right. You have to be natural.

      Amazon.com: You speak of these as stages. Do you see this
      as a journey to God that begins with stage one and ends with
      stage seven?

      Chopra: Yes, it is a journey. Although, depending on
      different situations, we react from different levels.
      Somebody suddenly robs me in the middle of the night, I
      might go into the fight/flight response. Each stage
      transcends the previous stage but also includes it. You
      transcend it, but you still use it except selectively.

      Amazon.com: So how would you apply this information to
      everyday life?

      Chopra: This might come as a shock to people, but I now have
      an interactive Web site: Howtoknowgod.com. Say you're a
      mother and you open the dresser drawer of your 14-year-old
      daughter and find a diaphragm there. And you don't know how
      to handle the situation.

      Amazon.com: Oh, you are in stage four, the intuitive
      response. I happen to have a daughter that age!

      Chopra: Okay, so now you can go to howtoknowgod.com; what it
      does is help to quiet your mind. It will help you elicit
      the intuitive, creative, restful, and visionary responses.
      And then it helps you decide what is the most appropriate
      response in the situation at this moment. Because it may
      not be the visionary response. It may be the reactive
      response, it may be the intuitive response. Any response
      could be appropriate depending on the circumstance or the
      situation in that moment.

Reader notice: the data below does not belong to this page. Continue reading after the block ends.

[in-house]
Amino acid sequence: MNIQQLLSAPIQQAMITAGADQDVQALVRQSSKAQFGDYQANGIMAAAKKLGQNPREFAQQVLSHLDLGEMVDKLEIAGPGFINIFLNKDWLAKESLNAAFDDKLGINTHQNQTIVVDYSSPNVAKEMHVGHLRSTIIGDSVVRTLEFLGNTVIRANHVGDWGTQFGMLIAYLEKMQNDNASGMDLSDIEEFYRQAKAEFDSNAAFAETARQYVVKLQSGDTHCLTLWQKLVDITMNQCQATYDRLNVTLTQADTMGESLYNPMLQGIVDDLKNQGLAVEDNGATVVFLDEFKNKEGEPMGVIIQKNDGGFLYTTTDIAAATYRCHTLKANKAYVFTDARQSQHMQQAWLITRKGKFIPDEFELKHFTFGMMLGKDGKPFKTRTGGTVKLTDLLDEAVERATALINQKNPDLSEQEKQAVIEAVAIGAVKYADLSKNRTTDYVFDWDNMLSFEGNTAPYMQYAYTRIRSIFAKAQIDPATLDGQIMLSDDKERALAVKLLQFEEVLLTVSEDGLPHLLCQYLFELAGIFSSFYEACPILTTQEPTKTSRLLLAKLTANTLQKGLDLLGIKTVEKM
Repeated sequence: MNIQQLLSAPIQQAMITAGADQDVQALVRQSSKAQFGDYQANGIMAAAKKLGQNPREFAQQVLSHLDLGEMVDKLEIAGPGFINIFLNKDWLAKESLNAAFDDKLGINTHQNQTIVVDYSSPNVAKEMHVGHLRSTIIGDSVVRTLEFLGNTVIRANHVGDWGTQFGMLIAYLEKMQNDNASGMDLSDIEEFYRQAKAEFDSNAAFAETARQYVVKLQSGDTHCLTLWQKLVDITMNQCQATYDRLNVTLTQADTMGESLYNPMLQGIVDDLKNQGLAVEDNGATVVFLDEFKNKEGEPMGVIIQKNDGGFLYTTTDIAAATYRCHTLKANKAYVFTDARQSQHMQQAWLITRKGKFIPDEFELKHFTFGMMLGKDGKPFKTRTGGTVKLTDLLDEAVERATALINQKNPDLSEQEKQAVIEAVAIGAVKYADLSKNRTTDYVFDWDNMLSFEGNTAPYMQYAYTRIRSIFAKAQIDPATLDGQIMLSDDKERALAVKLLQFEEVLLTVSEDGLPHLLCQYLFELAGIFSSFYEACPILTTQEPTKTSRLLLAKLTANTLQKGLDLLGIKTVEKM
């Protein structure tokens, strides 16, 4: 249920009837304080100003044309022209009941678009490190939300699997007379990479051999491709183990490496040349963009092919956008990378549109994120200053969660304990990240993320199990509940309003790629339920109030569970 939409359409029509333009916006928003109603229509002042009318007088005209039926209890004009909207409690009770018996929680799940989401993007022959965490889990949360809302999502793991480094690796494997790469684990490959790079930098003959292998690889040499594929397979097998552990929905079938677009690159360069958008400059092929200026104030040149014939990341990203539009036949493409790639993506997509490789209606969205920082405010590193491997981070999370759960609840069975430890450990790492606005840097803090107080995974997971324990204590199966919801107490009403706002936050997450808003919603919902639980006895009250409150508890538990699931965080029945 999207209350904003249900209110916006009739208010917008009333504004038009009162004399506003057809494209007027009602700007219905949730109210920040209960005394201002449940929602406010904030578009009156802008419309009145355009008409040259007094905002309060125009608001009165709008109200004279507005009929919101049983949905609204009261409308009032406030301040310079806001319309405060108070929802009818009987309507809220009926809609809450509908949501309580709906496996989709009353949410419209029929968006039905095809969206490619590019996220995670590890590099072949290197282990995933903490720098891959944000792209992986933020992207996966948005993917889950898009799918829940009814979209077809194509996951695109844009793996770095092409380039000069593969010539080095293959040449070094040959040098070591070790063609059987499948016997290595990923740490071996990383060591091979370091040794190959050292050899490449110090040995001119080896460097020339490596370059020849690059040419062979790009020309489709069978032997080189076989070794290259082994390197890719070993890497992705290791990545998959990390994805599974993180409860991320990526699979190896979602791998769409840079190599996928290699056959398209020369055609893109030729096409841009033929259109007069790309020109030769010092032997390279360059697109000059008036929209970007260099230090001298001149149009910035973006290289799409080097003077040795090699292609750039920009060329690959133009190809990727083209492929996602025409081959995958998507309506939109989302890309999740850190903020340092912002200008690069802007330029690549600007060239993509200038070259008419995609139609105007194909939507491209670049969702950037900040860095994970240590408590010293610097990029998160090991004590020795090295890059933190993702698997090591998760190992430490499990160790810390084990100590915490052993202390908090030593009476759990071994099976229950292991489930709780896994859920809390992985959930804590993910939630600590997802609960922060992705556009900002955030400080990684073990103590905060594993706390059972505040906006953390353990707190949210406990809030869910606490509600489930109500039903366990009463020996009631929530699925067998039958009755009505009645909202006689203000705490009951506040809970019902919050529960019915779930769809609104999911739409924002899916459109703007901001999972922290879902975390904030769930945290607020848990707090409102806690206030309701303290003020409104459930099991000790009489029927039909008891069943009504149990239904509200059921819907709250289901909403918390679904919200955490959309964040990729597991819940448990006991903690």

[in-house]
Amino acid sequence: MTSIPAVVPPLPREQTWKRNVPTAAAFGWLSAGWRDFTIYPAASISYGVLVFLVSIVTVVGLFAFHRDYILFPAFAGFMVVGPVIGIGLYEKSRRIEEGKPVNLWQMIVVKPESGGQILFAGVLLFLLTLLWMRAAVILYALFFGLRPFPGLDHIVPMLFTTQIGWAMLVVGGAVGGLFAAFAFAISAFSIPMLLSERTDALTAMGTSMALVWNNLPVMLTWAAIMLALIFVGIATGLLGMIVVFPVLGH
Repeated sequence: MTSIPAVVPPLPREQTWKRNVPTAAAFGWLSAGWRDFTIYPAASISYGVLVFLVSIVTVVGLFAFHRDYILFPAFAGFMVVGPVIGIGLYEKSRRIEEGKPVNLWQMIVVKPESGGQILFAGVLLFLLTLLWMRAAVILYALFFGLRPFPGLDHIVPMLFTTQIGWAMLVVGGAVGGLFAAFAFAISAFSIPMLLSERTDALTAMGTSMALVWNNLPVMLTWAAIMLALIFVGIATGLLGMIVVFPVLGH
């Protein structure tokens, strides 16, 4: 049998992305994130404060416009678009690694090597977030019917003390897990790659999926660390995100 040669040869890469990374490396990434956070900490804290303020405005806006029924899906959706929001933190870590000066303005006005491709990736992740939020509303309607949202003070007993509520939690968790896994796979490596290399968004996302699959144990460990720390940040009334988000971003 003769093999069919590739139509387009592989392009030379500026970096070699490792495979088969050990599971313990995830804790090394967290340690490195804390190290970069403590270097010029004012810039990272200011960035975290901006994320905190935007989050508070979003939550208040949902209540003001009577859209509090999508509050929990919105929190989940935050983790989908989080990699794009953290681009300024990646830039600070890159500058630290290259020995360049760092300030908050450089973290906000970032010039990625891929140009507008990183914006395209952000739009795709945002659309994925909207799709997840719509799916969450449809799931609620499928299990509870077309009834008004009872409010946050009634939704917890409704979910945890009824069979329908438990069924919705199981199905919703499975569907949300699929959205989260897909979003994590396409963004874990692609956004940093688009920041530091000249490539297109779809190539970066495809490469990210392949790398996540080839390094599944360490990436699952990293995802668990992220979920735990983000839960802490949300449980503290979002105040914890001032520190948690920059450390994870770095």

Amazon.com: So there's no surefire prescription?

      Chopra: You've got to find the God solution that pertains to
      the situation, circumstances, and karmic relationships of
      your life, whether it be relationship problems or parenting
      anxieties. We're going to explore this on the Web site so
      that people begin to make practical use of the understanding
      of these responses.

      Amazon.com: Yet it seems like our spiritual task is to
      always rise above situations, calling upon our higher
      selves, or in this case a higher stage, to find the best

      Chopra: Yes, Einstein once said that you can never solve a
      problem at the level at which it was created. You have to
      go to at least one level beyond.

      Featured in this e-mail:

      "How to Know God: The Soul's Journey into the Mystery of
      Mysteries" by Deepak Chopra

      To find out more about Deepak Chopra's groundbreaking new
      book, visit his Web site at http://www.howtoknowgod.com

      I occasionally receive questions from the list members on
      the interplay of Kundalini Shakit and psychosis or even
      losing one's mind. There is much that can be said about it
      and Dr. Sannella wrote a book on the topic in the 1970s. I
      am not a doctor or psychologist. Based on long term
      experiential knowledge, my practical understanding is that
      Shakti is the massive force of the unconscious, conscious,
      and the superconscious. She is both the Terror and the
      Beauty that manifests from Consciousness as the Energy of
      Consciousness but not seprate from it. It is She who
      ascends to Sahasarara (brain center) and in final stages
      descends and merges the mind into the Heart and Reveals Her
      Self as Pure Consciousness.

      In many people, the Shakti becomes active unexpectedly under
      certain circumstances. Unless, one has been in the field
      for sometime, what is happening cannot be grasped at all,
      even by doctors and psychologists. Abnormal awakenings when
      not correctly understood can indeed be perceived as mental
      illnesses of various types. However, people who are able to
      somehow come out of these have the potential to develop into
      the most beautifully creative flowers of this garden we call
      the universe.

      The following link will bring you to the page that has a
      link to an old paper I wrote on Kundalini Shakti and it also
      has several poems on the Goddess as well. Thanks and



      Is anything really "off-topic" here? Why does "nonduality"
      have to be protected in a safe place, so as not to be
      confused with computer problems? Or sex problems? Or other
      personal problems? Nonduality is in how we deal with these
      problems, not in avoidance.